Magnesium in the cylinder block
In the inexorable search for reduced weight, the various alloys of aluminium are most commonly used for high performance gasoline engines. Where peak firing loads are higher, for example as in the case of a modern direct injected diesel engine, this may need to be some form of S.G. (spheroidal graphite) iron. With its excellent flow properties in the molten state, sections can be cast much thinner than other cast irons and thus the disadvantage of a density nearer 7 gm/cm3 can, to a certain extent, be overcome. But when ultra low weight has to be the deciding factor then the only realistic choice is that of magnesium.
With a specific gravity of 1.74, magnesium is by far the lightest commercial engineering metal. Compared with the alloys of aluminium (specific gravity 2.7) it is around 30% lighter and with a superior strength to weight ratio, can save weight without the loss of any component stiffness. The metal itself has insufficient strength for use in engineering applications but when alloyed with small amounts of zinc, zirconium or some of the more exotic rare earth metals, the grain refinement induced increases its strength to that of many of the aluminium alloys available, save those of the ultra high tensile versions. This is fine for low pressure, gravity sand casting that will subsequently require some form of heat treatment, but when higher volumes require pressure die casting technology, the addition of aluminium to the melt improves its castability. However the presence of aluminium reduces the high temperature performance of the alloy and so other alloying additions – calcium, strontium and rare earth elements have been found to help.
Designing in magnesium however, is not just about changing the melt. Notch sensitivity and the poor response to impact loads require the designer to take greater care at changes of section to minimise the stress raisers. The modulus of elasticity, at around 45 KN/mm2 and lower to that of most aluminium alloys, will also need additional material to maintain the stiffness in critical areas. But the real issue with using magnesium and its alloys in power units apart from its poor corrosion properties, is its performance at elevated temperature and particularly that of high temperature ‘creep’.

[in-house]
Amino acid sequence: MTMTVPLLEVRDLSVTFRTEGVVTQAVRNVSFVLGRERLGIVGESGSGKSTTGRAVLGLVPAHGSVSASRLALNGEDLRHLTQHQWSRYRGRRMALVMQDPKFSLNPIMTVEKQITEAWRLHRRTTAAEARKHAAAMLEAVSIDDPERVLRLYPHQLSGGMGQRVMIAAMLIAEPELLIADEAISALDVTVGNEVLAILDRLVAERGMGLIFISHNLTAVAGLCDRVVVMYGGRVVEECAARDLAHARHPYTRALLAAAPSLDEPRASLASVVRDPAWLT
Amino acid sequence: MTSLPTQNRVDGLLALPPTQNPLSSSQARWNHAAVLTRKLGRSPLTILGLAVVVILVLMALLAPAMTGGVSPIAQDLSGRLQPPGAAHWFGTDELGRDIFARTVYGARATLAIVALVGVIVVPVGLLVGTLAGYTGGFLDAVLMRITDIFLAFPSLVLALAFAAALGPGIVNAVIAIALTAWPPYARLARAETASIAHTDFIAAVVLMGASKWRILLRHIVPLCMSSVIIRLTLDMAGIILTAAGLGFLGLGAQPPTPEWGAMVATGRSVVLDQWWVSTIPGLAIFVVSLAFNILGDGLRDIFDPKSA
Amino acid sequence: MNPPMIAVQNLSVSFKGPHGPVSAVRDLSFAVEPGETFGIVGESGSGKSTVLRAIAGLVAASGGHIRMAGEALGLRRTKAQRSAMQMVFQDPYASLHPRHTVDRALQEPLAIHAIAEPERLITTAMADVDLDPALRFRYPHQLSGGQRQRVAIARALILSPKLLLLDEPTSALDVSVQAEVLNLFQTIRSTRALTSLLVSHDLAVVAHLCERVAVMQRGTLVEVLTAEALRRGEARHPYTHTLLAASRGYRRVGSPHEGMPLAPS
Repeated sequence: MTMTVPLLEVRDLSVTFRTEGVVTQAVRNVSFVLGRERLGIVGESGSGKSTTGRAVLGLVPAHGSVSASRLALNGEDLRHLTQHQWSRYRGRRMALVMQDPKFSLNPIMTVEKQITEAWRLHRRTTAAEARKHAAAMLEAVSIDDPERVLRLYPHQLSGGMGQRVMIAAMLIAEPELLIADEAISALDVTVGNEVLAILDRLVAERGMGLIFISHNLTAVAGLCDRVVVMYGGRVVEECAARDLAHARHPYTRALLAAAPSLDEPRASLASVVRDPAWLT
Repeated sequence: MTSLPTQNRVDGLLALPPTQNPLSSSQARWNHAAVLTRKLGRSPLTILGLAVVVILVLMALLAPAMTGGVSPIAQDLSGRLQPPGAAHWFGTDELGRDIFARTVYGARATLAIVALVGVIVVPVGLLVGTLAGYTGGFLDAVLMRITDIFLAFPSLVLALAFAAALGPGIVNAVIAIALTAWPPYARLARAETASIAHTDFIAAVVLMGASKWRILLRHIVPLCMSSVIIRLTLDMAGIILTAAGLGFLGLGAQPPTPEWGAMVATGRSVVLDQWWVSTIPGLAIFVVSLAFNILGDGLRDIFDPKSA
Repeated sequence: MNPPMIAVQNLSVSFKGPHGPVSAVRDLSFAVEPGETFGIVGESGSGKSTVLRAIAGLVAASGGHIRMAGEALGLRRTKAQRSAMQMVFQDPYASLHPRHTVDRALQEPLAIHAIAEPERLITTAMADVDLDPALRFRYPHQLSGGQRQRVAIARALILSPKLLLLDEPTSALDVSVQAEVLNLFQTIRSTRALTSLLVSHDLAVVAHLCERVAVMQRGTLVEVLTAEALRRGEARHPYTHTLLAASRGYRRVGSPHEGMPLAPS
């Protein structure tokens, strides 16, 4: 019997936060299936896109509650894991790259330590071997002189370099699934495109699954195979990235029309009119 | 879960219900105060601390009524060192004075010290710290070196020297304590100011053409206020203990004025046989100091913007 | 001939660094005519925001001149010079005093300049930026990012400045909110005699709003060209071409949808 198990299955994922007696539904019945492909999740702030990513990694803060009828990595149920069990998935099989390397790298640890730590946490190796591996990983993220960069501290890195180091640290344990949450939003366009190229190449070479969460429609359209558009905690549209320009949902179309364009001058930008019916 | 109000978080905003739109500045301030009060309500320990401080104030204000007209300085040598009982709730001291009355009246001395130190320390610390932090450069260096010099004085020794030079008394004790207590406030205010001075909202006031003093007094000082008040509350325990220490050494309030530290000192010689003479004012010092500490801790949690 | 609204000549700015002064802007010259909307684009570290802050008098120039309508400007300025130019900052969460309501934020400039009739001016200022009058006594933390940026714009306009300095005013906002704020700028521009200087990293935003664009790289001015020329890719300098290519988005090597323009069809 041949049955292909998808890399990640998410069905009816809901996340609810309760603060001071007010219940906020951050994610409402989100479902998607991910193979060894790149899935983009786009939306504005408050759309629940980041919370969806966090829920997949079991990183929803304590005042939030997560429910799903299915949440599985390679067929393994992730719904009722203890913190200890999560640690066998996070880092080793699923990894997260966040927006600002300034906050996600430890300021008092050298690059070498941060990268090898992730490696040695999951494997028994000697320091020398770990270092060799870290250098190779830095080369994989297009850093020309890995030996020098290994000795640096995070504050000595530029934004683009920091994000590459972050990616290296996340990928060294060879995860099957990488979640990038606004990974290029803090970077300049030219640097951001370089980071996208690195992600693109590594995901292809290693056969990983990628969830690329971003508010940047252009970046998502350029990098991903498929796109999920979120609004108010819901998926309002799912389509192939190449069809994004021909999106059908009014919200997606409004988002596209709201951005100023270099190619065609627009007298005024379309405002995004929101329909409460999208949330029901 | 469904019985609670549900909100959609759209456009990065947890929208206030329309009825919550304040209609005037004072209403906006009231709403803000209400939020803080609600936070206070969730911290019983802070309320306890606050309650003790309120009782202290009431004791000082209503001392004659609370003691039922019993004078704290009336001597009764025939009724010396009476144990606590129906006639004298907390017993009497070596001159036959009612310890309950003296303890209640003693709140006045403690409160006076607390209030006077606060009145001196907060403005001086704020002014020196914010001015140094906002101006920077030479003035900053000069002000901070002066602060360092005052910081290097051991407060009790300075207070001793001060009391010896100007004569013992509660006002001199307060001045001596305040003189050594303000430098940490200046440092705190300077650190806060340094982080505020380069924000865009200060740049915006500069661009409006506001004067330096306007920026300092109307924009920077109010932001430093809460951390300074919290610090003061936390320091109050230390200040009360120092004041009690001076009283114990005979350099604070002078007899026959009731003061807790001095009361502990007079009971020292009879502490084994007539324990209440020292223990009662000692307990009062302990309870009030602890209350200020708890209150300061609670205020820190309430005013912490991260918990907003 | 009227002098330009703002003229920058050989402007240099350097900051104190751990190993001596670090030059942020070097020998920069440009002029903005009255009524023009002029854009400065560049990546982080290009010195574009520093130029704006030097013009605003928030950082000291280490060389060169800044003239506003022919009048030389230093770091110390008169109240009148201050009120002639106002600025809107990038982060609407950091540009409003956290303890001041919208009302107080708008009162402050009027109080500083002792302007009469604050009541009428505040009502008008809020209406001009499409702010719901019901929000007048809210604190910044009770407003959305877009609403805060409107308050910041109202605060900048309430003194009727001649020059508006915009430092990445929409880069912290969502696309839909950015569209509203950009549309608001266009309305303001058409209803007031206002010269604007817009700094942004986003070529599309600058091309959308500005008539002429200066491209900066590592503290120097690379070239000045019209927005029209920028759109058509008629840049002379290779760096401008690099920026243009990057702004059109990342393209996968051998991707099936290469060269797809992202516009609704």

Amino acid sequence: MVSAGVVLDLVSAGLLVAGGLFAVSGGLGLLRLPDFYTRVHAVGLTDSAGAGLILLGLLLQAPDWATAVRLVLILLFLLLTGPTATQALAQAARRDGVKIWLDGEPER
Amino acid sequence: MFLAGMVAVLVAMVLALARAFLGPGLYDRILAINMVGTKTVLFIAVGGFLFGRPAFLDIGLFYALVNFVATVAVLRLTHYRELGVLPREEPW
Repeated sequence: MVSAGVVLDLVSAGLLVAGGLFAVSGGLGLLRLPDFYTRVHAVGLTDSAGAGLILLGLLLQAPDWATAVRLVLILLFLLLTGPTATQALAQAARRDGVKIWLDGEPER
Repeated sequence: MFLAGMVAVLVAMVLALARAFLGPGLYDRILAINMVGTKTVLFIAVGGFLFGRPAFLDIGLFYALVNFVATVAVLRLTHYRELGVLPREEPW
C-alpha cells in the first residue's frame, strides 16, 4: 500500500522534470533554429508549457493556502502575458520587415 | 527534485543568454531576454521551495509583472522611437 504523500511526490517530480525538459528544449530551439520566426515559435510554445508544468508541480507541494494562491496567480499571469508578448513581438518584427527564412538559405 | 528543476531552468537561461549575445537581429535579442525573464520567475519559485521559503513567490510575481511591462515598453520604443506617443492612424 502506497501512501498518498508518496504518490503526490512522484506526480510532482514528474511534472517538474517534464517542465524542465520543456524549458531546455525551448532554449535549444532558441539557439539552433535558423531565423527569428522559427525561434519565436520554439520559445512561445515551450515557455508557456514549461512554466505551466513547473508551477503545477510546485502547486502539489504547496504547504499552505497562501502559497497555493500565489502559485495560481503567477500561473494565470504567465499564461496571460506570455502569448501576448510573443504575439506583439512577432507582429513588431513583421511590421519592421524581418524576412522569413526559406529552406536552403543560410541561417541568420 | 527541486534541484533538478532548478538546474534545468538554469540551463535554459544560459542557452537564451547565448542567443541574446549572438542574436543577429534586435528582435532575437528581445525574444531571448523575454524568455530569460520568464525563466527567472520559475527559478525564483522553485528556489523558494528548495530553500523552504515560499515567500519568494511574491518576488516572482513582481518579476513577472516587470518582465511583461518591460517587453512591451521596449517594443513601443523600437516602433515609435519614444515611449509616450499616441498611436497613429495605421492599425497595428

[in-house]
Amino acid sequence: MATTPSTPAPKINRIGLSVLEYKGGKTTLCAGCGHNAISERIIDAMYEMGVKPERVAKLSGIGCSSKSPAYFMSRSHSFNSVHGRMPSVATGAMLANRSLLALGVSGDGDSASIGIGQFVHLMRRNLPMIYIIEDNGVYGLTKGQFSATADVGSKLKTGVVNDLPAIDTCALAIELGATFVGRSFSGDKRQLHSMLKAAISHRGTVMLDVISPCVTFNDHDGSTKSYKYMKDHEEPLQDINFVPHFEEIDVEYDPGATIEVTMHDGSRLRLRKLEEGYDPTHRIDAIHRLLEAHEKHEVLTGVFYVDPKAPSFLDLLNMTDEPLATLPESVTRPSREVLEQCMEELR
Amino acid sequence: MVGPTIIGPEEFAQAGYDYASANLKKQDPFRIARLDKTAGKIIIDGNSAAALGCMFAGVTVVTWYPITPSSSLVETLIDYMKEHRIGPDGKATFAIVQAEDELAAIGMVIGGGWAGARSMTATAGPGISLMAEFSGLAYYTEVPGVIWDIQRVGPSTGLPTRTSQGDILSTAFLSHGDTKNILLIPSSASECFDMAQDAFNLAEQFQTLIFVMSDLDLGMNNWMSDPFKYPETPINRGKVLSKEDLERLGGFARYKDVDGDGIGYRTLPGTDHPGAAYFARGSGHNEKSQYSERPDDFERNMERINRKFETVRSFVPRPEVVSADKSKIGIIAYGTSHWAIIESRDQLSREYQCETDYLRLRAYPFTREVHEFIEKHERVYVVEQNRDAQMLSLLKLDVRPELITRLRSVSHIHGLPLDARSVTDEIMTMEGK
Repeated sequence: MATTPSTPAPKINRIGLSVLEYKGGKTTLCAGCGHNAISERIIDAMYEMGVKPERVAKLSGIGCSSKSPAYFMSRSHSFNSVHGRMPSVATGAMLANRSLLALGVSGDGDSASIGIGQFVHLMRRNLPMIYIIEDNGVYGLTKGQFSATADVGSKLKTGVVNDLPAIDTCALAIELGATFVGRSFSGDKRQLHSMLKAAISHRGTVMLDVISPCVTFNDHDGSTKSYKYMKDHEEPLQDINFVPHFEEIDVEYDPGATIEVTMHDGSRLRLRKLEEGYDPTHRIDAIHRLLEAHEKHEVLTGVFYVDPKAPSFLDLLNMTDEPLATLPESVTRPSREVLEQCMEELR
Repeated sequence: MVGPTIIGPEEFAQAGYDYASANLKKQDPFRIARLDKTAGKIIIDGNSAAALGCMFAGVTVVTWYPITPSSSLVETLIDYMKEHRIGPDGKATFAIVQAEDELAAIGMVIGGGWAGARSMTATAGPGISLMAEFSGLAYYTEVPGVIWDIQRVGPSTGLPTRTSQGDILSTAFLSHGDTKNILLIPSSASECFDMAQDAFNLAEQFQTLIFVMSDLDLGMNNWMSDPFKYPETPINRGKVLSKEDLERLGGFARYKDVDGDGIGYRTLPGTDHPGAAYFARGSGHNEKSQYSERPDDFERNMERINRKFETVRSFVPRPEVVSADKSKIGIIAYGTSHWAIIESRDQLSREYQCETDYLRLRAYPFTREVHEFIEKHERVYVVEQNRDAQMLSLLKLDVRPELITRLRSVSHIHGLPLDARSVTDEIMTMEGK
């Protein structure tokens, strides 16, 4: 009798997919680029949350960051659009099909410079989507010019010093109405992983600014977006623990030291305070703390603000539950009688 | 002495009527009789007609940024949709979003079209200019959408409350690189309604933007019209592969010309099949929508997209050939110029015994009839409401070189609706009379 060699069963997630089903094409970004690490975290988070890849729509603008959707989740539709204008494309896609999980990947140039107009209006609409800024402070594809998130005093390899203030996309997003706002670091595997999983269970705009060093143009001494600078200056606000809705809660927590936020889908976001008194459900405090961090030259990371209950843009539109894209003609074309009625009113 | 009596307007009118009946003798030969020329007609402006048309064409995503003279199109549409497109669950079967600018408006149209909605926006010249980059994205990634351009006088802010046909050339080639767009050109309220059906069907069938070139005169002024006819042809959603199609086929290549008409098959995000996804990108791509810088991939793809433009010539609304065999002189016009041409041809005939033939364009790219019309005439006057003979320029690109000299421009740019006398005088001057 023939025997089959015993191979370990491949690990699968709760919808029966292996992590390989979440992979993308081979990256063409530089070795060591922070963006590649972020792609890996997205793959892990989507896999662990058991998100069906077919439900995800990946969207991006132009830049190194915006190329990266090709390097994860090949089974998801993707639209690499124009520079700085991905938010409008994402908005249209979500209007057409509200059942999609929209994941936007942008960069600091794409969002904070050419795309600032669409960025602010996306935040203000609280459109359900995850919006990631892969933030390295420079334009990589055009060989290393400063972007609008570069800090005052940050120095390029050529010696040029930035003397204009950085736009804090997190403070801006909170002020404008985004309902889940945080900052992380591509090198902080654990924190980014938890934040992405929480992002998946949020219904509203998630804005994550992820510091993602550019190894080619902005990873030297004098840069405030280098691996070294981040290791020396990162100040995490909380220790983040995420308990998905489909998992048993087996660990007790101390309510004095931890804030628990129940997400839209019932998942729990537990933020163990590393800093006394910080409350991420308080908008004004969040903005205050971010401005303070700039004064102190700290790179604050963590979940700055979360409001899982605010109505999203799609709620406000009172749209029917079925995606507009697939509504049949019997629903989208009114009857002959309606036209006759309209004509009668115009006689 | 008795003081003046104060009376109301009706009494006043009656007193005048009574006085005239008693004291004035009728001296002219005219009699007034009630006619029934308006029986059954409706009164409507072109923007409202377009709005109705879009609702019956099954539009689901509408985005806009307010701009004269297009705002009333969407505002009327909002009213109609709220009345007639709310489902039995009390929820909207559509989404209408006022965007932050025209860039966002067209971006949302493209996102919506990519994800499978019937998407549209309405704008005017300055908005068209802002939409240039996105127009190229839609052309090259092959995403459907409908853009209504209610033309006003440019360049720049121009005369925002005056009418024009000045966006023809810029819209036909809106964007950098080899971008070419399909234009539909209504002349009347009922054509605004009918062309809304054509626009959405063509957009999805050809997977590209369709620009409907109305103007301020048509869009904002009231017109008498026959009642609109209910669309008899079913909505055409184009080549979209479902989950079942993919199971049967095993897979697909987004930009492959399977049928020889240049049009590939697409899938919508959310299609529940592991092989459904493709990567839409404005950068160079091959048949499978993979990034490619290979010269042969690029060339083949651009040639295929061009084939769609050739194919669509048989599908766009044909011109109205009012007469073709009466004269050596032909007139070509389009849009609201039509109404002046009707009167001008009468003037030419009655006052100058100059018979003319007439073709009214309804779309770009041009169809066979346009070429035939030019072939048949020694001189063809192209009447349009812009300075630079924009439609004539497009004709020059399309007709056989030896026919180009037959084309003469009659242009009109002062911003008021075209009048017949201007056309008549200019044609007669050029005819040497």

Creep is described as the slow plastic deformation of materials under the actions of a constant stress. Not usually a problem with most metals at ambient temperatures it is often easy to forget that as the working temperature of a component increases, so its ability to retain its elastic behaviour reduces. Thus in iron and steel, creep is only an issue at over 400-450 deg C, while that in aluminium alloys is not normally an issue in power unit applications. However in magnesium and its alloys, this phenomenon is of major concern and makes itself known in two ways – that of dimensional stability, and bolt load retention (BLR). Described as the load retained on the bolt when the component is heated to a certain temperature for a specific period of time and then cooled down again, some magnesium alloys have been known to have as little as 45% load retention after 100 hrs at 150 deg C falling to 38% at 177 deg C. Developments in metallurgy in recent times however have produced alloys which have comparable performance to some of the more common aluminium A319 and A380 versions exhibiting something nearer to 80% BLR at these temperatures.
Selecting, designing and making a cylinder block out of a suitable magnesium alloy, is a complex process. Using information on its performance at temperature (fatigue, elongation,
proof stress and creep properties), as well as some of its other traits (casting properties, corrosion resistance and not forgetting its cost), the process is very exacting and fraught with unknowns. Nevertheless, I will still expect to see more of this material in power units in years to come.
Written by John Coxon.